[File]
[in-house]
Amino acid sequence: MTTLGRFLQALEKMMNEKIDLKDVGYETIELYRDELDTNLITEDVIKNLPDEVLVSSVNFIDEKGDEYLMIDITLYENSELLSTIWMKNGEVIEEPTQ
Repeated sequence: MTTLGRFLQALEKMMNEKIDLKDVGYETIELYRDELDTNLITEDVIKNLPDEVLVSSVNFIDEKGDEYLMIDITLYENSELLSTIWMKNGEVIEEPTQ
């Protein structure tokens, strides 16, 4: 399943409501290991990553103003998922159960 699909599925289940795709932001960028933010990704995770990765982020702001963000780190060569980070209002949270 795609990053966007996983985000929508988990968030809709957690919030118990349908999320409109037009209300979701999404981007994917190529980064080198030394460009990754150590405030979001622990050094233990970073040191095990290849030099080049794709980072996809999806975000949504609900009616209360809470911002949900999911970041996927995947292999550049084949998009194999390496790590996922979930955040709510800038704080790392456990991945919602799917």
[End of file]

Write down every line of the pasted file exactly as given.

[in-house]
Amino acid sequence: MTTLGRFLQALEKMMNEKIDLKDVGYETIELYRDELDTNLITEDVIKNLPDEVLVSSVNFIDEKGDEYLMIDITLYENSELLSTIWMKNGEVIEEPTQ
Repeated sequence: MTTLGRFLQALEKMMNEKIDLKDVGYETIELYRDELDTNLITEDVIKNLPDEVLVSSVNFIDEKGDEYLMIDITLYENSELLSTIWMKNGEVIEEPTQ
């Protein structure tokens, strides 16, 4: 399943409501290991990553103003998922159960 699909599925289940795709932001960028933010990704995770990765982020702001963000780190060569980070209002949270 795609990053966007996983985000929508988990968030809709957690919030118990349908999320409109037009209300979701999404981007994917190529980064080198030394460009990754150590405030979001622990050094233990970073040191095990290849030099080049794709980072996809999806975000949504609900009616209360809470911002949900999911970041996927995947292999550049084949998009194999390496790590996922979930955040709510800038704080790392456990991945919602799917």